Have you seen it? There has been a subtle shift in the cruise lines lately: changes in dining options, changes in drink options, etc. While the cruise lines have always been notorious for developing the latest and greatest kitsch—surfing, boxing, bowling, roller coasters, zip lines, etc., they have also been equally notorious for nickel-and-diming the guests to bolster the bottom line. But is that changing?
One of the biggest selling points of land-based vacations is the all-inclusivity. Sandals, Beaches, Club Med, Iberostar, Karisma, you name them—pay one price up front and enjoy your vacation. Sure there are some personal charges—spas, purchases, side trips, etc., but at an all-inclusive resort, it is very easy to leave with a “zero dollar” bill on the last day.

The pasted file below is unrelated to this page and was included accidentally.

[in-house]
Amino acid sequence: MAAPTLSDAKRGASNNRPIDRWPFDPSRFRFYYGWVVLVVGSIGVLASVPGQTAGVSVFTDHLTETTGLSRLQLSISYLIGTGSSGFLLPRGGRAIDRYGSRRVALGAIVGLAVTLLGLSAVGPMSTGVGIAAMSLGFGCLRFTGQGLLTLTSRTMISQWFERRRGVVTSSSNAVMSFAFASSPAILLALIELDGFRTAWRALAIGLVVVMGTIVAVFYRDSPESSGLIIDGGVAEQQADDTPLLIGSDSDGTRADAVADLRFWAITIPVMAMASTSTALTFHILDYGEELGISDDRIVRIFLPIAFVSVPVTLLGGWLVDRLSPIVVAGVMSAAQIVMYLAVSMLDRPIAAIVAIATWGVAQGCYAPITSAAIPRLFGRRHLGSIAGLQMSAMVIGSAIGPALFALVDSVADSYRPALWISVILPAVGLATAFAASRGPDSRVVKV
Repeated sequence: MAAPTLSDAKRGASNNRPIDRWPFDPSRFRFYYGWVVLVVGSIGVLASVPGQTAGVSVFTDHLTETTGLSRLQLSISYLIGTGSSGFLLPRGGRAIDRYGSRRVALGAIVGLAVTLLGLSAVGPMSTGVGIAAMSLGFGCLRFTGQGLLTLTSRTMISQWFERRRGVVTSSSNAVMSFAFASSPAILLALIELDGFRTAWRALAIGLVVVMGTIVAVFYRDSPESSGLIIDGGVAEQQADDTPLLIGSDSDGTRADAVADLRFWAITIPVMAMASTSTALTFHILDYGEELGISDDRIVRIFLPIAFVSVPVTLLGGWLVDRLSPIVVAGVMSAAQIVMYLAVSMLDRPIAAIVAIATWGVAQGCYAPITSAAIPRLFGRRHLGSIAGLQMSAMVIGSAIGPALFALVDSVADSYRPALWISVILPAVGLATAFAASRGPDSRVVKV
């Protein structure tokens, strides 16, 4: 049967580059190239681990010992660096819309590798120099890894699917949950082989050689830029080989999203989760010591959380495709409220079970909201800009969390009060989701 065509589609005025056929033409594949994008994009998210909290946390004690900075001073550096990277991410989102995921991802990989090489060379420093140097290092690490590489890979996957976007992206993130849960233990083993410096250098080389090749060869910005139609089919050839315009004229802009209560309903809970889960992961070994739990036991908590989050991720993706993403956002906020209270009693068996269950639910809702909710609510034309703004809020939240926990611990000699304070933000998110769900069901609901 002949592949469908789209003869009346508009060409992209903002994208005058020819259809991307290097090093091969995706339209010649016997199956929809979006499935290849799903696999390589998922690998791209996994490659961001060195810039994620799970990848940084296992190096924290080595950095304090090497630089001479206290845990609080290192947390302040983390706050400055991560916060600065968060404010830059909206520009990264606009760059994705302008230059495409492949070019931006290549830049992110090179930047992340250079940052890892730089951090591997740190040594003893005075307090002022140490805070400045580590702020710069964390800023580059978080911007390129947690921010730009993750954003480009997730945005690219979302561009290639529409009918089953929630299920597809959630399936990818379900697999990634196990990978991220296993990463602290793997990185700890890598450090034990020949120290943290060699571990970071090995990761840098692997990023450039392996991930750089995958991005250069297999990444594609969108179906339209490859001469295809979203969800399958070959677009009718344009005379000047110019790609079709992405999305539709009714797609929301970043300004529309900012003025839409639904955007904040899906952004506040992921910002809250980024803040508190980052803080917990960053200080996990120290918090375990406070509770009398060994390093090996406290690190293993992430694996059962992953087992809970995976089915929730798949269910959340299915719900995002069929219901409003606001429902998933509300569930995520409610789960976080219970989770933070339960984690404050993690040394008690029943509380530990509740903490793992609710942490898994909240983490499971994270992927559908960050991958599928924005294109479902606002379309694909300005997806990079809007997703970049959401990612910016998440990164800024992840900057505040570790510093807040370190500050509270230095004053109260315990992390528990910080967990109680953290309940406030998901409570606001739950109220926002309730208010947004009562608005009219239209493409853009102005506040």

Not so much with the cruise lines. I have three kids and between the sodas, the drinks, the ice cream, the premium dining, the room service, the shore excursions, the bottled water in the stateroom… I can guarantee a bill for $1000 is slipped under my cabin door at the end of the week.
Many of these ancillary fees have been rescinded over the past few months. NCL and Carnival began charging for room service. NCL is no longer charging for it. Earlier this year, Carnival launched the Cheer Program for unlimited drinks for a set fee. Some of the premium dining options on other lines have now been re-included with the base fare—reservations required, but included.
Are the cruise lines worried? I have not seen any recent data on repeatable trips for cruise versus all-inclusive, but it seems like the cruise industry may be perking up its ears to make sure it remains a relevant and marketable product. Of course, the major advantage the cruise lines have over all-inclusive product is the ability to experience many destinations in a single trip. What are your thoughts? Am I off target here? Onto something? Leave a comment!